Juvenile male Ruby-throat hummingbird. N.E. of Edmonton, Alberta, Canada. Early August 2018.
Every year when I start to see hummingbirds migrating south, it seems like it's far too early, but in reality they are leaving right within the times of many migrant birds. It's been a steady flow of birds from the North and it'll continue for weeks to come.
My last hummingbird of 2017 was on August 25th, and as of today, August 27th, 2018, I still have at least 5 hummingbirds hanging around, 2 being mothers ready to bring young. These late mothers wouldn't have anything to do with late arrivals in Spring because the 50 day brood cycle of the Ruby-throat would put their arrival time at July 7th, if the young arrived today, which is far beyond the Spring migration times. Could it be an unlikely second brood of a Ruby, or an incomplete brood, forcing the mother to start again? Every year I've noticed that Ziggy or any past males have stuck around until mid-July with breeding behavior. It's only once that mid-July point has passed that they go into a different type of behavior, not resembling breeding. If Ziggy or any male found a mate in mid-July, the possibility of a late brood happening in my garden or anyones in my region would be quite possible, therefore young showing up in late August.
I've had recent hummingbird sightings reported to me still in Alberta, including as far north as Peace River, a region not commonly known for many hummingbird sightings. Now for those wondering how long to continue with changing their feeders, this is important. Those N.W. of you are still seeing hummingbirds, and for myself, I have 2 mothers still to bring young to my garden. This tells me that my potential for hummingbirds will be at least 7 more days with my birds alone, and not including those 5 or more days N.W. of me, which means everyone south of me has many more possible days of hummingbirds. Just because your local birds have gone, does not mean the migration is finished. The intense migration forces these tiny birds to travel 50km/day(30 miles), and food is essential to these calorie burning missiles. My suggestion is to leave feeders up a MINIMUM of 7 days after your last birds have left, and 14 -21 days would be even better for the possibility of migrants.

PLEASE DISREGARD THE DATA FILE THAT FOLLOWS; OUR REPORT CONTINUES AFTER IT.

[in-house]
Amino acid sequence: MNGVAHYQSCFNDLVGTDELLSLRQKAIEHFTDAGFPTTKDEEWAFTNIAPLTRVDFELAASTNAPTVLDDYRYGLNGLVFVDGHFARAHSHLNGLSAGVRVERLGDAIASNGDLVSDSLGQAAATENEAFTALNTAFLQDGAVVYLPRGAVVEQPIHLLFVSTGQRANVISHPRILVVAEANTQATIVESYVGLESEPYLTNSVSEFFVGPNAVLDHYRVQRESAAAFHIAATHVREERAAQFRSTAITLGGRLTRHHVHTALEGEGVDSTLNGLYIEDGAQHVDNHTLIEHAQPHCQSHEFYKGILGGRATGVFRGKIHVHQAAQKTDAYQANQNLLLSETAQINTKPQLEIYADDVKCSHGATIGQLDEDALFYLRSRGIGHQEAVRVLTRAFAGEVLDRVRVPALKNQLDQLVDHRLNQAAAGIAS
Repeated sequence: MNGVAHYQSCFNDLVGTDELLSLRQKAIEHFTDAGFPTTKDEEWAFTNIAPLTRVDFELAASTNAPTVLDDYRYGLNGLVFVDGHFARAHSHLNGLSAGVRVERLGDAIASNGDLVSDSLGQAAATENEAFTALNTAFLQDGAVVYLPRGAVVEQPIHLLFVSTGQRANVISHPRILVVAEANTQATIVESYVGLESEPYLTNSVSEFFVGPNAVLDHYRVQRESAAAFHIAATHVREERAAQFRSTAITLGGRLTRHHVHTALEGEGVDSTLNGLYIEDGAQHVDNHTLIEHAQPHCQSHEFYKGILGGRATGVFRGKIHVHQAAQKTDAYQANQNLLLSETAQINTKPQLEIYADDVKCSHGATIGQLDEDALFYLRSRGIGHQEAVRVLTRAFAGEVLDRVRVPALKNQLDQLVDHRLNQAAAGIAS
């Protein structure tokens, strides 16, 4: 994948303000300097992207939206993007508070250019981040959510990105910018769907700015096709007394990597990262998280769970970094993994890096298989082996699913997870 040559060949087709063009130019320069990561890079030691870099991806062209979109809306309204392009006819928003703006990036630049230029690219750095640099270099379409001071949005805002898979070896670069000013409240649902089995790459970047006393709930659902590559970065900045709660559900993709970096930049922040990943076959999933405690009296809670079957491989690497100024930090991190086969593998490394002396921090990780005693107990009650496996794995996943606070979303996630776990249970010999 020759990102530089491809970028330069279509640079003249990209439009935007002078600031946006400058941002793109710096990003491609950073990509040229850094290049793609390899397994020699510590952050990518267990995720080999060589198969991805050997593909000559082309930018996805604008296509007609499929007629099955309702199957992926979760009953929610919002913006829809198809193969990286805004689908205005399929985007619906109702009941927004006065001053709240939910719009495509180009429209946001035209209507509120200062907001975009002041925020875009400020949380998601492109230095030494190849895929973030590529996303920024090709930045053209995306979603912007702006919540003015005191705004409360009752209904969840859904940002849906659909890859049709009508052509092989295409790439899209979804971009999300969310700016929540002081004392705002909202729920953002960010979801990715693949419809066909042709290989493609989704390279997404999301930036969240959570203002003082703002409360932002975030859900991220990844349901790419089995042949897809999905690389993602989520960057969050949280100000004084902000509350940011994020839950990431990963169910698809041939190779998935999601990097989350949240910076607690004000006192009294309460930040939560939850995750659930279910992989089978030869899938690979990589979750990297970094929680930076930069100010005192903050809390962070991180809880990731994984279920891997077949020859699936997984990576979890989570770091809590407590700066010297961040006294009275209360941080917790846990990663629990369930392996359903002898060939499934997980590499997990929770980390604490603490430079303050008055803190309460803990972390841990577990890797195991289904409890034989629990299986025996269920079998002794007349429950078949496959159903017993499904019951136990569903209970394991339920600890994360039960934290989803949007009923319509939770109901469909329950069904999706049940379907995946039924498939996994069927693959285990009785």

This young Ruby sits and protects its own little basket of flowers. N.E. of Edmonton, Alberta, Canada. Mid-August, 2018
The mature males and a few young males had already established territory near their own individual feeders, but there were still many more young to come. They would have to fight for the available flowers that weren't occupied by another juvenile. This young Ruby-throat chose an old Delphinium stalk to perch on while surrounded by fresh new stalks of blooms. He sat in his little dream land just waiting for the next feed.
For anyone who thinks they can sneak up on a hummingbird without them seeing, impossible! You may be able to move slow enough without scaring them, but they see the blink of an eye, the twitch of a finger, and nothing, I mean NOTHING escapes them. With every one of my slightest movements, this little male would catch it and stare for a few seconds. You have no idea just how incredible their eyesight really is. They can spot a perched hummingbird over a hundred feet away sitting in foliage that exactly resembles them. So I once again began to move ever so slowly until I managed a few shots through the foliage. If I didn't know any better, I'd have walked right by and not seen him. This was his patch of flowers that he fought for, and any other trespassing hummer would have to pay the price for intruding, or stay and compete with the owner. I continued after each shot to try for something better, and although he saw my every move, he remained fairly content with me. I eventually got to a small opening in the flowers to catch this little guy in Delphinium Dreamland. I just loved the color that surrounded him as he sat quite content in his reward.
One day this youngster would figure out the feeders and take ownership of one of them, but only when the previous owner headed south. For the time being he seemed quite content defending his favorite flowers he'd ever tasted.
Captured in early August, 2018. N.E. of Edmonton, Alberta, Canada. Juvenile male Ruby-throat hummingbird.
This is something you've got to read. I am beyond amazed at what's currently happening in my garden. Most hummingbirds have left our place, with the exception of 1 young that's ready to leave, and 2 females(mothers). It can be really difficult to tell all the hummingbirds apart when you have 10 or more in your yard, but when the numbers are narrowed down to just a few, it's much easier to follow their patterns and habits. About 5 days ago I witnessed 5 birds migrate in the exact same S.E direction from my place, and this is normal, but on that same day I witnessed 3 go in the S.S.W direction. I've seen this before but this time it was different. Wednesday evening and all of Thursday, I saw the same bird(which I previously thought was 3 different birds) heading in that same direction.
Here's what's remarkable. This is a mother that I've now determined to be collecting food from our yard and heading to her nest in that S.S.W. direction. She has to fly to a group of trees that's at least one mile away from our place. What's more amazing is that she makes a round trip, to and from that location every 12-14 minutes. She's covering 2+ miles every 12-14 minutes to feed her young. In that 14 minutes is a 30-60 second break at my end and then back to work. This is repeated continuously during feeding time, which can last 2-3 hours at a time. That's about 10 miles of flying EVERY HOUR, not including the chasing and other nonsense that goes on when she arrives. The work she does to raise her young is mind blowing for me. It's an enormous amount of work and stress on such a tiny little body, and this doesn't include the migration journey she still has to take.